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Distributable Profits

Those unfamiliar with the law on distributions in the UK might assume that the decision by a UK company to pay a dividend depends on the need to retain cash to develop the business and to ensure that the claims of creditors can be met as they fall due. These factors are important but are only part of the story. Dividends – or distributions to use the legal term – can be made only out of ‘profits available for distribution’ as shown in the ‘relevant accounts’ drawn up in accordance with the applicable UK law and accounting standards. A dividend cannot, therefore, be paid in the absence of accumulated profits regardless of the extent of surplus cash balances or unused borrowing facilities.

Another complication is that only ‘realised’ profits may be distributed. This principle was not seen as contentious or difficult to apply when it was introduced into the law in the early 1980s. The fundamental accounting concept of prudence dictated that profits were recognised only when realised in the form either of cash or of other assets, the ultimate cash realisation of which could be assessed with reasonable certainty.

Financial reporting has moved on a lot since then.  The application of the law in the context of present day accounting standards is comprehensively addressed in TECH 02/10 ‘Guidance on the determination of realised profits and losses in the context of distributions under the Companies Act 2006’ issued jointly by the Institute of Chartered Accountants in England and Wales (ICAEW) and the Institute of Chartered Accountants of Scotland (ICAS). This is available on the ICAEW website.  In March 2016 the ICAEW and ICAS jointly issued an exposure draft of revised guidance to assist companies in determining whether profits made are realised and can be paid out as dividends.  This guidance will replace Tech 02/10,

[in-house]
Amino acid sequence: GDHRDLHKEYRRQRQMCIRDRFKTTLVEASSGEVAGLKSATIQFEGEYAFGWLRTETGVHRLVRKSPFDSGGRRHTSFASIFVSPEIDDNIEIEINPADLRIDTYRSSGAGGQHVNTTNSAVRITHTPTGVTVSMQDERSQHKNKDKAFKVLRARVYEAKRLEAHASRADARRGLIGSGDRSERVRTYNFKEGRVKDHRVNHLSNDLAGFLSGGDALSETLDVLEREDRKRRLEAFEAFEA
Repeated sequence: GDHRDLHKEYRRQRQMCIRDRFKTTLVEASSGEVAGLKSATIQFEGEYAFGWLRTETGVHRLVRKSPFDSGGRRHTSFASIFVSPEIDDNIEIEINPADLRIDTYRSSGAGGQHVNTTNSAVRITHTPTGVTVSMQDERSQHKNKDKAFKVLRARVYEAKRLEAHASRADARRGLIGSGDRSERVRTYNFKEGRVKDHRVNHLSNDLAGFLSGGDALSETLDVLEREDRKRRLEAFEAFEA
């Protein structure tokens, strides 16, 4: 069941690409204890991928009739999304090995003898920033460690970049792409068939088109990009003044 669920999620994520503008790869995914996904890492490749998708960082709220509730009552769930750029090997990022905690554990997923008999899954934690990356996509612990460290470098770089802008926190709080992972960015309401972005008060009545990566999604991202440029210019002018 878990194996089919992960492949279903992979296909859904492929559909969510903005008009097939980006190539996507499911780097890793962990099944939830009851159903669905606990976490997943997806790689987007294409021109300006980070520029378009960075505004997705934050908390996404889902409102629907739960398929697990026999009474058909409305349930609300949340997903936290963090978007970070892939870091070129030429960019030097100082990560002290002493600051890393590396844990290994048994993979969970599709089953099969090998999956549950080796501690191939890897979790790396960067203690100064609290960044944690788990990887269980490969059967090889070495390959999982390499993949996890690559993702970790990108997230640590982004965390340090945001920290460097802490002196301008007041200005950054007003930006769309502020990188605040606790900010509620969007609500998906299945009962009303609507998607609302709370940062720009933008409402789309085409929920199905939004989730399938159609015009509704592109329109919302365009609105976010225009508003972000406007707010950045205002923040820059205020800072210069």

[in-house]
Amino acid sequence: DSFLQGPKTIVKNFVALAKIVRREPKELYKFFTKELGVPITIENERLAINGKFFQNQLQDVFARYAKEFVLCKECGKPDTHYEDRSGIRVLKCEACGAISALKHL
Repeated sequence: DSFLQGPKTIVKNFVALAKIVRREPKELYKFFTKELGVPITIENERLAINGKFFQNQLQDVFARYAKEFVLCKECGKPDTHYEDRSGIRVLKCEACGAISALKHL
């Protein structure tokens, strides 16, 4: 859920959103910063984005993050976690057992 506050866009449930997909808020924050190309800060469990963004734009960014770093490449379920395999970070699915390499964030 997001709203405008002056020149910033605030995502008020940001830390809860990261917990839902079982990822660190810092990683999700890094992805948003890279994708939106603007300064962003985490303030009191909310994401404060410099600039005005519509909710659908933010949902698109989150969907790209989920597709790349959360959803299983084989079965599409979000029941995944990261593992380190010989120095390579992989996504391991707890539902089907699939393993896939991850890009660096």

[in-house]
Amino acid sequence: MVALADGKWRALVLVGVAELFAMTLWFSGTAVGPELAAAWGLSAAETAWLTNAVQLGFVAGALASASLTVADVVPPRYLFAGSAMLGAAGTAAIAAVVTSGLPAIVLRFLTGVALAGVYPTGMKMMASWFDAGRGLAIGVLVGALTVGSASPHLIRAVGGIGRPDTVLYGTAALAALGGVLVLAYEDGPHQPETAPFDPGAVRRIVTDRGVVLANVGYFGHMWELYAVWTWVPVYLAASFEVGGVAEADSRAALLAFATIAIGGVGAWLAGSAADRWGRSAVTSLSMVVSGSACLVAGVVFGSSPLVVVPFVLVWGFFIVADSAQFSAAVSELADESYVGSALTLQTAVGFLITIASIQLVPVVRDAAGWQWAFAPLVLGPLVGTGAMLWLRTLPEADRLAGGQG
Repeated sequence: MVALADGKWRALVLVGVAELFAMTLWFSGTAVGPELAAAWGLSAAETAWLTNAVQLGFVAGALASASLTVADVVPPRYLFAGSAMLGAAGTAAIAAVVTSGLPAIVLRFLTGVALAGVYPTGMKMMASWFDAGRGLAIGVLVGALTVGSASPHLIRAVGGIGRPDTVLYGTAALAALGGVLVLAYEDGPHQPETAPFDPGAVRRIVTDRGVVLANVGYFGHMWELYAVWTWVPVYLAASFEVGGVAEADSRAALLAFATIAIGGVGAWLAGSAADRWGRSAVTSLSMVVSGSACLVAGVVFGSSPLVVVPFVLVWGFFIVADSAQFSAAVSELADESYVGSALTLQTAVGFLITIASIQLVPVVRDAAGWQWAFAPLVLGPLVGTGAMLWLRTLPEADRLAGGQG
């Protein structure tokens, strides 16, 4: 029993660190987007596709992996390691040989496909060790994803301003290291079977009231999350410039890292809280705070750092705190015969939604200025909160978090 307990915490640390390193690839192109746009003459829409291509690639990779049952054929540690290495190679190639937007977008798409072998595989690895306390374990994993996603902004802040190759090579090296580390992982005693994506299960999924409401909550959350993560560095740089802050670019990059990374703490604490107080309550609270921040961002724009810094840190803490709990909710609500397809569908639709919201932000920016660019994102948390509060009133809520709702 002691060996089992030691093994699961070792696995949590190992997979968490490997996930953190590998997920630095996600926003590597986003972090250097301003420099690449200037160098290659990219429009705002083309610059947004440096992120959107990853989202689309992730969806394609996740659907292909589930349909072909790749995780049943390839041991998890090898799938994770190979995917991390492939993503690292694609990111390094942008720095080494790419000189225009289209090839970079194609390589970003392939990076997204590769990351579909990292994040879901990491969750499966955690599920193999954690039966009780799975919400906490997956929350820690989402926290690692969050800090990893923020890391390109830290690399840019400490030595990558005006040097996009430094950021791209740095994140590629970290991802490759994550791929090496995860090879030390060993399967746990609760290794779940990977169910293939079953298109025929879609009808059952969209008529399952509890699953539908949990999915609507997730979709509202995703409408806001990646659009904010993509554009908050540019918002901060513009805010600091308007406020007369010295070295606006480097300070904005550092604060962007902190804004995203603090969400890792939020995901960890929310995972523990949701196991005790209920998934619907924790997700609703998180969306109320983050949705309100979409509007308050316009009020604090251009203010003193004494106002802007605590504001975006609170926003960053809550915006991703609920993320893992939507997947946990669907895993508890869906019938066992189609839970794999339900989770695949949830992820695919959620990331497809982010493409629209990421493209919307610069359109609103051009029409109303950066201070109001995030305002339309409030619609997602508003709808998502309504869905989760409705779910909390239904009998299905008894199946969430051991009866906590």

In November 2015, Financial Reporting Council’s (FRC's) Financial Reporting Lab published a report on the disclosure of dividend policy and practice by companies in response to calls from a group of long-term institutional investors wanting to see greater transparency around dividend policy and distributable reserves.  Both companies and investors agree that dividend policy and practice disclosures are fundamental to evaluate investment decisions and to assess management’s stewardship.  However the FRC have confirmed their understanding that there is no requirement under the Companies Act 2006 to disclose the amount of distributable profits. 

The report covers issues relevant to all sizes of listed company and focuses primarily on disclosures in the annual report, although a range of company communications are considered. It is intended to act as practical guidance to assist listed companies in providing dividend disclosures to investors and incorporates best practice examples.



Correction list for hyphenation

These words serve as exceptions. Once entered, they are only hyphenated at the specified hyphenation points. Each word should be on a separate line.